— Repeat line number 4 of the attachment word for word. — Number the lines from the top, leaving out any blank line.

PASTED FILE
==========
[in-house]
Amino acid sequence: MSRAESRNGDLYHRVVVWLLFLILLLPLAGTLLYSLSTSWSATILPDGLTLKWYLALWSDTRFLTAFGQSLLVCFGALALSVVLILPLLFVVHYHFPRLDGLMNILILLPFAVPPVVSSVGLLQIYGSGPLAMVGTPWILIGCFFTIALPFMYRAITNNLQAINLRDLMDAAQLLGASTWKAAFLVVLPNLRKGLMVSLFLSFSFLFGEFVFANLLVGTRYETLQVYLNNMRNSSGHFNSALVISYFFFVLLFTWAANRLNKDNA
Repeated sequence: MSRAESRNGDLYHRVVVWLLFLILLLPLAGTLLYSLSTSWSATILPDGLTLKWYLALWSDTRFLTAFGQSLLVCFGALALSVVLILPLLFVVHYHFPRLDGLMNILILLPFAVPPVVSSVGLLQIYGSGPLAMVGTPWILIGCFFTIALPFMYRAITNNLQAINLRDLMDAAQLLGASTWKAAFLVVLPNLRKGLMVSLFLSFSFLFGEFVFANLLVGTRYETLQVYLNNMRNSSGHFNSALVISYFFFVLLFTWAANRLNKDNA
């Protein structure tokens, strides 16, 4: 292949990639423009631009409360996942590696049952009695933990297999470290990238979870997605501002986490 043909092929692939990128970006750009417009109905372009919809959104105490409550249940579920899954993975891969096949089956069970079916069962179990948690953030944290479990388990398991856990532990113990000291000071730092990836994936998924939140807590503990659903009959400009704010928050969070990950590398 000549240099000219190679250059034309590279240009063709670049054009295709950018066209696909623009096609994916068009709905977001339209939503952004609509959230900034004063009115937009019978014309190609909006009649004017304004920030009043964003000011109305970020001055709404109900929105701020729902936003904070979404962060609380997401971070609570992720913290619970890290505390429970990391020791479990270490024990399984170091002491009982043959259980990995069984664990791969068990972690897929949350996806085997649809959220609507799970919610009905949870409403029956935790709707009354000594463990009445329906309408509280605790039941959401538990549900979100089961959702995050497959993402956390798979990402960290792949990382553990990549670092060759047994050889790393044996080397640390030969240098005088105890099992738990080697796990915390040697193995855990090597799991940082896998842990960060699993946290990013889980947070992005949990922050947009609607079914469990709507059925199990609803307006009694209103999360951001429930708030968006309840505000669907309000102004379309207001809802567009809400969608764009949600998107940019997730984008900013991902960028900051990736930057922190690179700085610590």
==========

């Protein structure tokens, strides 16, 4: 292949990639423009631009409360996942590696049952009695933990297999470290990238979870997605501002986490 043909092929692939990128970006750009417009109905372009919809959104105490409550249940579920899954993975891969096949089956069970079916069962179990948690953030944290479990388990398991856990532990113990000291000071730092990836994936998924939140807590503990659903009959400009704010928050969070990950590398 000549240099000219190679250059034309590279240009063709670049054009295709950018066209696909623009096609994916068009709905977001339209939503952004609509959230900034004063009115937009019978014309190609909006009649004017304004920030009043964003000011109305970020001055709404109900929105701020729902936003904070979404962060609380997401971070609570992720913290619970890290505390429970990391020791479990270490024990399984170091002491009982043959259980990995069984664990791969068990972690897929949350996806085997649809959220609507799970919610009905949870409403029956935790709707009354000594463990009445329906309408509280605790039941959401538990549900979100089961959702995050497959993402956390798979990402960290792949990382553990990549670092060759047994050889790393044996080397640390030969240098005088105890099992738990080697796990915390040697193995855990090597799991940082896998842990960060699993946290990013889980947070992005949990922050947009609607079914469990709507059925199990609803307006009694209103999360951001429930708030968006309840505000669907309000102004379309207001809802567009809400969608764009949600998107940019997730984008900013991902960028900051990736930057922190690179700085610590």